WASHINGTON — A group of a few dozen people went to Fareway in Washington Sunday night, Nov. 24, to pack Thanksgiving meals for those in need.
It marked the 15th year the Washington Education Association has partnered with Fareway to pack Thanksgiving meals. The group of volunteers packed 112 bags with items such as a can of cranberry sauce, green beans, yams, corn, stuffing, cheese cake, gravy and a bag of potatoes. Cold items will be added to the bags on Tuesday night when the recipients pick them up at the store. Those items include a tossed salad mix, a bag of carrots, rolls and a frozen turkey roll.
The number of families served is just under 112. Each bag of food can feed up to five people, and families with more than five members receive two bags.
Angela Taylor, a resource teacher at the Washington High School and who coordinates the event, said the WEA tries to get all staff in the district involved in the fundraiser by donating money or time. That includes the teachers, staff, secretaries, cooks, custodians, administrators and the parents, too. Some student organizations donate money as well, such as Washington Middle School’s student congress.
Taylor mentioned that the WEA has always partnered with Fareway, and that the store’s manager Dave Waite is good at looking for deals on Thanksgiving items even months before the event.
“Sometimes he starts ordering the food in the summer, knowing he can get it at a better price,” Taylor said.
Volunteers gathered at Fareway Sunday night where food items were in their separate stacks. Washington school staff were joined by members of the Action Club from the Washington County Development Center (WCDC), and some of Fareway’s employees chip in, too. People took a bag and went around the room collecting items until their bag had the full complement of Thanksgiving goodies. This year, the volunteers packed all the bags in just 20 minutes.
Taylor said the event began 15 years ago because the teachers and staff wanted to shine a light on American Education Week (every year in November), which was not widely recognized in the district at that time.
“We had a meeting and discussed the idea of giving back to the community that we worked for,” Taylor said. “We knew that hunger was an issue, and it’s an even greater need now than it was 15 years ago.”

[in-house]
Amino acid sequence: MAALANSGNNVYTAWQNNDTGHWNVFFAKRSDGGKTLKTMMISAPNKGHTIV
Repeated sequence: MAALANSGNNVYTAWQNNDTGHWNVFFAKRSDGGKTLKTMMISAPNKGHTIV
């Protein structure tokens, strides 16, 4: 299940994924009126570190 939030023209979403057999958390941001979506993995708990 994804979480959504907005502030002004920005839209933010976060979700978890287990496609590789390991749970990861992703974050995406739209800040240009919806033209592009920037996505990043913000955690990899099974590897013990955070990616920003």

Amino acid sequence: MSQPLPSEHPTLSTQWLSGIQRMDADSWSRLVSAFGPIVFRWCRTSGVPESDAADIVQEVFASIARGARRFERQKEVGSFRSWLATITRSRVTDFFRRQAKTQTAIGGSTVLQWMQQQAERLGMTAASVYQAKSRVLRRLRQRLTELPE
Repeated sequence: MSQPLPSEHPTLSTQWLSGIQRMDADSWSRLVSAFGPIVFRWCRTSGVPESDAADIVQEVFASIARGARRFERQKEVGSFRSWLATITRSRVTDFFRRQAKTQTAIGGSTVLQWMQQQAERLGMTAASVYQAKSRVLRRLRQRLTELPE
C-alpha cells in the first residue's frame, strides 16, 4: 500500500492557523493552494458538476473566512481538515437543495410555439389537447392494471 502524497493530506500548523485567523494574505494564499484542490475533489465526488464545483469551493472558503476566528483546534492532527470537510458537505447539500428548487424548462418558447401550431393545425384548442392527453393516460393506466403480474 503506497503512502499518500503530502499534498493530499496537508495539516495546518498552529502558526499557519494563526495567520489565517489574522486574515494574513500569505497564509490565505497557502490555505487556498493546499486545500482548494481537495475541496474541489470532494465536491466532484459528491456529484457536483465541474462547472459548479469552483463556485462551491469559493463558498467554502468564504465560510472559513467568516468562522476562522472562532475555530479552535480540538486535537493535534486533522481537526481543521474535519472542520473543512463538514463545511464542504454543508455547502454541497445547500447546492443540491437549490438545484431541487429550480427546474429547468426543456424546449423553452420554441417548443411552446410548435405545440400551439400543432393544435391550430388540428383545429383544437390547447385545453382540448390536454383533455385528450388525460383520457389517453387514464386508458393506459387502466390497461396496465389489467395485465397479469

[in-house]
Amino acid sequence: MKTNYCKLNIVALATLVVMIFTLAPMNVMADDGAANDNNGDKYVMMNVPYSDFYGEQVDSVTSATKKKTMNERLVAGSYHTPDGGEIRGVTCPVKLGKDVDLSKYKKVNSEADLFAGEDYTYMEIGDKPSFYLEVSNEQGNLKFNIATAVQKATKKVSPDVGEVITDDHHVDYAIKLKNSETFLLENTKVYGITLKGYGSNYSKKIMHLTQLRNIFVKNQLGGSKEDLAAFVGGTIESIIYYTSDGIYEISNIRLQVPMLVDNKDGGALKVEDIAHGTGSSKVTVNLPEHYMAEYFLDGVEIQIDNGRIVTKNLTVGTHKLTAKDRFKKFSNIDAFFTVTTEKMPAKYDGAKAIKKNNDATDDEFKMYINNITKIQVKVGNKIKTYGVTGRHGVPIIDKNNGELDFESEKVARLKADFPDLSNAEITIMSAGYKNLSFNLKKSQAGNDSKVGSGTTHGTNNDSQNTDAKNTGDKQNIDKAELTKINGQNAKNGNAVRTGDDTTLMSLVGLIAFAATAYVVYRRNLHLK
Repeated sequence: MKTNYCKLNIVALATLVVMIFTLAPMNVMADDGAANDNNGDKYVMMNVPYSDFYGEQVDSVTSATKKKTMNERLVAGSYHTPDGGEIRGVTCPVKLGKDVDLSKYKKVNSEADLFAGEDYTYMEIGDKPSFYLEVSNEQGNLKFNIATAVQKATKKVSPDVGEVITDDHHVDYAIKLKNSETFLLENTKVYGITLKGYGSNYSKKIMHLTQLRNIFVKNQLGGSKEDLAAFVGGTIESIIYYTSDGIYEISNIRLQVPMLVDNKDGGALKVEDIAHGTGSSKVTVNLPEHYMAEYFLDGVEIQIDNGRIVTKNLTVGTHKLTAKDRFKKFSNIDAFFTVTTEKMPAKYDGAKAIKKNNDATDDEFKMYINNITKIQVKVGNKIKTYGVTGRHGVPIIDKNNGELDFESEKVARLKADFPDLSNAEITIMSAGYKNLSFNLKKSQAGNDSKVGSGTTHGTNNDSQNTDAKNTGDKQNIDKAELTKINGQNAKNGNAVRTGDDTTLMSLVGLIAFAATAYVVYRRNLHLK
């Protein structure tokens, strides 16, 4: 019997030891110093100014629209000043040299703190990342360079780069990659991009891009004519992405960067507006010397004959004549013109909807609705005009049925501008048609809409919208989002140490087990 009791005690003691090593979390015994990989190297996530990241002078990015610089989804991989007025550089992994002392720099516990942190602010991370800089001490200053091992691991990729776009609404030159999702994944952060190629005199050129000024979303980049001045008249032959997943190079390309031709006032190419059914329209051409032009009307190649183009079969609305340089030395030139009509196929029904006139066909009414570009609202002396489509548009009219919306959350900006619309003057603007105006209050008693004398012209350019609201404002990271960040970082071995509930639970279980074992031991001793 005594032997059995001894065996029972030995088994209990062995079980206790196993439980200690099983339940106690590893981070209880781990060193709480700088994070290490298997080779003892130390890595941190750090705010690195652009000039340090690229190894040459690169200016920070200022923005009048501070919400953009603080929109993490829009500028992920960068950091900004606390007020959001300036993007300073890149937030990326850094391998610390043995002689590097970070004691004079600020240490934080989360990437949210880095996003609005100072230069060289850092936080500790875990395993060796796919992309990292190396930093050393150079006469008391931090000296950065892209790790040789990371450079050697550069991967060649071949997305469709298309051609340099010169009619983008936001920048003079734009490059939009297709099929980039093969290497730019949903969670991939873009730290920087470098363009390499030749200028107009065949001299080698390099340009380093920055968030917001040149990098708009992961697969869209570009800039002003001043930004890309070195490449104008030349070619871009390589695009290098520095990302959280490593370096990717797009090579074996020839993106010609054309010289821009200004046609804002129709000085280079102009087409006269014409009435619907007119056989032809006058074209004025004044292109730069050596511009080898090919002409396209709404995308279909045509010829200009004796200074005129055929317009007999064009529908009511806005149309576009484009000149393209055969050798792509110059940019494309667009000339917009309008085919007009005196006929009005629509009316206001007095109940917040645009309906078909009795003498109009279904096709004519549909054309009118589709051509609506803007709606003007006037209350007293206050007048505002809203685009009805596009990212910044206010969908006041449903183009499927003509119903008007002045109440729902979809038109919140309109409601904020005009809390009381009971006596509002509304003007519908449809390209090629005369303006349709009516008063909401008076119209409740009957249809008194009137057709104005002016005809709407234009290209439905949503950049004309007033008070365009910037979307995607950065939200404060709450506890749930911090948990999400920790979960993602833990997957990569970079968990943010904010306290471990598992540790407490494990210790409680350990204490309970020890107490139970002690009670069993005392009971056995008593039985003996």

Taylor remarked that both the middle school and high school have food pantries and care closets. Lisa Hixson, WEA treasurer and who was there to help Sunday night, said the food pantries are in the school buildings themselves.
“There’s definitely a need,” Hixson said.
The school district selects the families to receive meals. Taylor said the school is careful to keep the identities of the families under wraps. On some occasions, school guidance counselors or administrators will suggest certain families be added to the list if they know the family is going through a rough time.
“It’s a nice pick-me-up,” Taylor said.
Hixson explained that families receive a paper asking them if they would like a meal. In some cases, families decline because they felt they were able to get by this year, and wanted the meal to go to someone who needed it more.
“Sometimes I get a phone call from a family who is extremely thankful, too,” Taylor said.
Hixson added, “On Tuesday night [when the meals are distributed] we hear so many ‘thank yous.’”
“And see a lot of big smiles,” Taylor said.
Taylor said even some of the retired teachers in the area donate to the cause because they feel so strongly about it.
“One year, a lady wrote a note to us saying, ‘I was a kid who received something similar, and I want to pay it forward to another family,’” Taylor said.